Silhouettes of people holding a drum above their head, and a musical note in the air. Instruments and bright, exploding colors in background.

What Does DJing & Dancing Have To Do With Inclusion?

Posted by

“Diversity Is Being Invited to the Party; Inclusion Is Being Asked to Dance.” ~Vernã Myers

Music is universal. Dance is universal. Music and dance have the power to heal, and to unify communities. It’s important to me, as a socially conscious DJ, to create safe, inclusive, and fun spaces where people can get their groove on and build community on the dance floor. In order to do that, the music needs to respect and reflect all of the people in the room. Song choice is a key part of creating welcoming, inclusive, safer spaces for people to dance, and choosing songs that contribute to the environment you’re trying to create.

Oppressive songs are not only uncomfortable and often painful to hear, they contribute to a culture of violence and oppression. Music that contains racist, misogynistic, sexist, homophobic, transphobic, and ableist lyrics and messages contains a hidden message: “You’re not welcome here.” I don’t know how many times I’ve been in the dance zone, a song with an oppressive line hits, and the mood is gone. Total buzzkill. Songs choice also means playing music from across the globe, and for every movement. It’s about being intentional about the space I want to create and the experience I want people to have.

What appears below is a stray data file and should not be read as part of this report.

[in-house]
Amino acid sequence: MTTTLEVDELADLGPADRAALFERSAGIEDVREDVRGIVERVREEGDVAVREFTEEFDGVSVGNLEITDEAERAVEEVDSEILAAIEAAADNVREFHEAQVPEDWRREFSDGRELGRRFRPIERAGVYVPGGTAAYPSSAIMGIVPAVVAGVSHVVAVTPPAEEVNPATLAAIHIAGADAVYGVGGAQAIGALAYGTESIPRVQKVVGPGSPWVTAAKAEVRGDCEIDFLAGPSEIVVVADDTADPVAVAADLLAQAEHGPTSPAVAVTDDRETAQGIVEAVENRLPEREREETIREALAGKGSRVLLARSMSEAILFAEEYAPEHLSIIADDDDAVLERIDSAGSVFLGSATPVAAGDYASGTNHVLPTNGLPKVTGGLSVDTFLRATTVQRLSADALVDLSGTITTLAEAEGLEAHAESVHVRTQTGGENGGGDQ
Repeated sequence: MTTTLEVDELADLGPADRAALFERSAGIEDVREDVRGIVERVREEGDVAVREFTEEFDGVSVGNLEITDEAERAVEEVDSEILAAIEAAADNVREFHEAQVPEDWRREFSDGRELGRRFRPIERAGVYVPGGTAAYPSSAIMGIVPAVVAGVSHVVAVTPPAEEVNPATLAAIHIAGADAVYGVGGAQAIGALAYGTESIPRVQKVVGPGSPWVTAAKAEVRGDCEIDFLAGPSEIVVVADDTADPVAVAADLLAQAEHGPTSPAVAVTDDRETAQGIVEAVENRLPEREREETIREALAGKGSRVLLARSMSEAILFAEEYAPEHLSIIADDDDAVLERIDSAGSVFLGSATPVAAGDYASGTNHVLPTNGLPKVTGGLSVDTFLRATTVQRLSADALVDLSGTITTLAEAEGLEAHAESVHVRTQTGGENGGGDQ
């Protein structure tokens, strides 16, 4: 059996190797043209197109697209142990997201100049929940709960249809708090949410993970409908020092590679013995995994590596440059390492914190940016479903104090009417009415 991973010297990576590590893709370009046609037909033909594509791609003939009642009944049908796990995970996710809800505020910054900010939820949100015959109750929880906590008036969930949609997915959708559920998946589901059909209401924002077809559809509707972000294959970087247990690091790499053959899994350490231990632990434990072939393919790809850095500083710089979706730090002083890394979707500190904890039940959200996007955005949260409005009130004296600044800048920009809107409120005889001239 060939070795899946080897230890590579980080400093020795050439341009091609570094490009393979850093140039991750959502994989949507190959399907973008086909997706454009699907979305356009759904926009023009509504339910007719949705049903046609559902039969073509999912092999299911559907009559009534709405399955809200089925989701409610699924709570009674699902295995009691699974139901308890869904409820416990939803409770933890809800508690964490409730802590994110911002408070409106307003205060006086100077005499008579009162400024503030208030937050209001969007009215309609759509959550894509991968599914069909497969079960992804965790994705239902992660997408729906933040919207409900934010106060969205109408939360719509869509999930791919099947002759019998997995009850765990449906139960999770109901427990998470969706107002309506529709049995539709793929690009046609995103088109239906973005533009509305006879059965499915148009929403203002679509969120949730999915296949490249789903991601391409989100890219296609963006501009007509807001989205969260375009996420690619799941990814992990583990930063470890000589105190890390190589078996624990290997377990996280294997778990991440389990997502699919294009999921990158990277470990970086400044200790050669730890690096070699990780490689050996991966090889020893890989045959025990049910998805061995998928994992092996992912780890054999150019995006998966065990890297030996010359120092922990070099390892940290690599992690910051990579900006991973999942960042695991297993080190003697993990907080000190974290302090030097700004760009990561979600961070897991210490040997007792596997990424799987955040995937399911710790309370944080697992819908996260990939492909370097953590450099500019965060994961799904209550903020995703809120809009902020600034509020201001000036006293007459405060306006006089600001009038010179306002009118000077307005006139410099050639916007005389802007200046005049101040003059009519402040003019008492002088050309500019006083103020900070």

To dance is to feel free, fully alive, present in your body and with others. Dance is a natural way to build community, as dance is part of most cultures. In order to build community, beat by beat, there must be a level of trust, connection, and common values.

There is something powerful in watching a sea of people dancing, immersed in the music, feeling free, and seeing strangers become friends on the dance floor, all without saying a word. Dance doesn’t need words. The energy in the room is nothing short of magical.

If you were designing a dance space (or any type of space), what would it look like? How would you make sure that everyone is not only invited, but feels welcome?

  1. One Day Matisyahu 3:28
  2. Love Me Now John Legend 3:30
  3. Vivir Mi Vida Marc Anthony 4:12
  4. Talkin' Bout A Revolution Tracy Chapman 2:41
  5. Love Train The O'Jays 2:58
Please follow and like us:

2 comments

  1. I love this blog and especially this post. We often put more energy into “inviting” people and not a whole lot of thought into how to “welcome” them once they arrive. For me, it was helpful to learn about the difference between Usability and Accessibility. For instance, if there’s a spot in the back of a large lecture hall for a wheelchair – then the space is accessible for a student needing a wheelchair. But if the lecturer or sign language interpreter was the person using a wheelchair, then the space isn’t usable for them – since they can’t get to the front of the room down a long row of stairs. I found this very helpful as I think about setting up events and making everyone feel welcomed.

    1. Robbie, thanks so much for reading and for your comment! What a great example of the difference between Usability and Accessibility. I appreciate you highlighting this important distinction.

Comments are closed.